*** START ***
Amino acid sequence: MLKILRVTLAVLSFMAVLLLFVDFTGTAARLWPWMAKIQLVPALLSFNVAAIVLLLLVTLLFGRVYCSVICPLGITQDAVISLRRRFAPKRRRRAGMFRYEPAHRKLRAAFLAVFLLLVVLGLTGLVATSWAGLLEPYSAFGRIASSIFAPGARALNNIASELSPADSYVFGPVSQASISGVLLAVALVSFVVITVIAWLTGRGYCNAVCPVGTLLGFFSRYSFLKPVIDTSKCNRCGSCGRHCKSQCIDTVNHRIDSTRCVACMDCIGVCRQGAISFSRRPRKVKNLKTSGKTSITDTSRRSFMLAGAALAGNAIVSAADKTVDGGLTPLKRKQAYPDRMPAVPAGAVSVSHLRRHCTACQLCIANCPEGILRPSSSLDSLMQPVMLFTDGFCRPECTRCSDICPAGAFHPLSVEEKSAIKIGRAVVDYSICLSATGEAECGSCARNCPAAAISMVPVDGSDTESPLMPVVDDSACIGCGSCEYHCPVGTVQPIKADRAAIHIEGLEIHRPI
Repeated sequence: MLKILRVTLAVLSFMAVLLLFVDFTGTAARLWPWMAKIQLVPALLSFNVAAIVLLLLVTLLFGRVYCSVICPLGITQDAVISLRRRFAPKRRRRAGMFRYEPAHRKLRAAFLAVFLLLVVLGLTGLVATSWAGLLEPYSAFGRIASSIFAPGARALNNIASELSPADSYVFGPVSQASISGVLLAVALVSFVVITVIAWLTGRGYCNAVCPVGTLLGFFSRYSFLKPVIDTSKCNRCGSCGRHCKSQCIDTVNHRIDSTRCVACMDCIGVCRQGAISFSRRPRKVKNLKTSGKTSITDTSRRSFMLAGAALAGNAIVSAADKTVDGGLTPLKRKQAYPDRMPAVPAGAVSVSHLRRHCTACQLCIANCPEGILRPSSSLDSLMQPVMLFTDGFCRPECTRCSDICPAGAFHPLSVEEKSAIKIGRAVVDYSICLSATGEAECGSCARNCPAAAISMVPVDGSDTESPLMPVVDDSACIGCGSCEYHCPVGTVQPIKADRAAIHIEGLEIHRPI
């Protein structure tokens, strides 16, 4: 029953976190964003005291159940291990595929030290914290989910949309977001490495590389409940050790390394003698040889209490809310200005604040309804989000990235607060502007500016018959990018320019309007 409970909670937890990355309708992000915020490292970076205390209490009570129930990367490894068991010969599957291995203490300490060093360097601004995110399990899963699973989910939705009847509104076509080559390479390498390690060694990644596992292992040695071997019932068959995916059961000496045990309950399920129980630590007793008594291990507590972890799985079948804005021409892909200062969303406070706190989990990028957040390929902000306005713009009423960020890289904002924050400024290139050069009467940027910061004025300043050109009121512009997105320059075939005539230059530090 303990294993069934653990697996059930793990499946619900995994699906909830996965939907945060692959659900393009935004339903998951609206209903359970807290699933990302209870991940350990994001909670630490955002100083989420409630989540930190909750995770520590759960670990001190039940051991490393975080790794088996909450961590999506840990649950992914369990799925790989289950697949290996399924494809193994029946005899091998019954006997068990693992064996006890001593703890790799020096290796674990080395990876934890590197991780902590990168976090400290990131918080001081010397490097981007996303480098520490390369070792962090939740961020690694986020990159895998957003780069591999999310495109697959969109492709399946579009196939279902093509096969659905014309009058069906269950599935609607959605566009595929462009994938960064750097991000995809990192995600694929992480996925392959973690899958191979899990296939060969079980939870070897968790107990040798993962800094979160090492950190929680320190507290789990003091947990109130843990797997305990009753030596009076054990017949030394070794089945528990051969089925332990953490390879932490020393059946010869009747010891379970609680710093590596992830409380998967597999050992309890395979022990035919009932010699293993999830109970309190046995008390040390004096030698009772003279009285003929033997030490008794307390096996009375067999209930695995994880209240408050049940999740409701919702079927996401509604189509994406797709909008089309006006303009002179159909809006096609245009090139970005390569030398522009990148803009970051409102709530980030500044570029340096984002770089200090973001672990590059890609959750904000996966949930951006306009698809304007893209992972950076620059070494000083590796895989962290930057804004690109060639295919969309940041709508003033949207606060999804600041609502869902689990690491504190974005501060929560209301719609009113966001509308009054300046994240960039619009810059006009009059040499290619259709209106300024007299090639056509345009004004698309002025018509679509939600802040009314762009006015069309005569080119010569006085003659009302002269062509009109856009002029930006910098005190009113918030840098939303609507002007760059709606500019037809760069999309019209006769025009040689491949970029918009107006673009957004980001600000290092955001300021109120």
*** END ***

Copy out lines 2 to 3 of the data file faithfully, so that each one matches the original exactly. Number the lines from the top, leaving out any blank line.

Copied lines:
Repeated sequence: MLKILRVTLAVLSFMAVLLLFVDFTGTAARLWPWMAKIQLVPALLSFNVAAIVLLLLVTLLFGRVYCSVICPLGITQDAVISLRRRFAPKRRRRAGMFRYEPAHRKLRAAFLAVFLLLVVLGLTGLVATSWAGLLEPYSAFGRIASSIFAPGARALNNIASELSPADSYVFGPVSQASISGVLLAVALVSFVVITVIAWLTGRGYCNAVCPVGTLLGFFSRYSFLKPVIDTSKCNRCGSCGRHCKSQCIDTVNHRIDSTRCVACMDCIGVCRQGAISFSRRPRKVKNLKTSGKTSITDTSRRSFMLAGAALAGNAIVSAADKTVDGGLTPLKRKQAYPDRMPAVPAGAVSVSHLRRHCTACQLCIANCPEGILRPSSSLDSLMQPVMLFTDGFCRPECTRCSDICPAGAFHPLSVEEKSAIKIGRAVVDYSICLSATGEAECGSCARNCPAAAISMVPVDGSDTESPLMPVVDDSACIGCGSCEYHCPVGTVQPIKADRAAIHIEGLEIHRPI
């Protein structure tokens, strides 16, 4: 029953976190964003005291159940291990595929030290914290989910949309977001490495590389409940050790390394003698040889209490809310200005604040309804989000990235607060502007500016018959990018320019309007 409970909670937890990355309708992000915020490292970076205390209490009570129930990367490894068991010969599957291995203490300490060093360097601004995110399990899963699973989910939705009847509104076509080559390479390498390690060694990644596992292992040695071997019932068959995916059961000496045990309950399920129980630590007793008594291990507590972890799985079948804005021409892909200062969303406070706190989990990028957040390929902000306005713009009423960020890289904002924050400024290139050069009467940027910061004025300043050109009121512009997105320059075939005539230059530090 303990294993069934653990697996059930793990499946619900995994699906909830996965939907945060692959659900393009935004339903998951609206209903359970807290699933990302209870991940350990994001909670630490955002100083989420409630989540930190909750995770520590759960670990001190039940051991490393975080790794088996909450961590999506840990649950992914369990799925790989289950697949290996399924494809193994029946005899091998019954006997068990693992064996006890001593703890790799020096290796674990080395990876934890590197991780902590990168976090400290990131918080001081010397490097981007996303480098520490390369070792962090939740961020690694986020990159895998957003780069591999999310495109697959969109492709399946579009196939279902093509096969659905014309009058069906269950599935609607959605566009595929462009994938960064750097991000995809990192995600694929992480996925392959973690899958191979899990296939060969079980939870070897968790107990040798993962800094979160090492950190929680320190507290789990003091947990109130843990797997305990009753030596009076054990017949030394070794089945528990051969089925332990953490390879932490020393059946010869009747010891379970609680710093590596992830409380998967597999050992309890395979022990035919009932010699293993999830109970309190046995008390040390004096030698009772003279009285003929033997030490008794307390096996009375067999209930695995994880209240408050049940999740409701919702079927996401509604189509994406797709909008089309006006303009002179159909809006096609245009090139970005390569030398522009990148803009970051409102709530980030500044570029340096984002770089200090973001672990590059890609959750904000996966949930951006306009698809304007893209992972950076620059070494000083590796895989962290930057804004690109060639295919969309940041709508003033949207606060999804600041609502869902689990690491504190974005501060929560209301719609009113966001509308009054300046994240960039619009810059006009009059040499290619259709209106300024007299090639056509345009004004698309002025018509679509939600802040009314762009006015069309005569080119010569006085003659009302002269062509009109856009002029930006910098005190009113918030840098939303609507002007760059709606500019037809760069999309019209006769025009040689491949970029918009107006673009957004980001600000290092955001300021109120």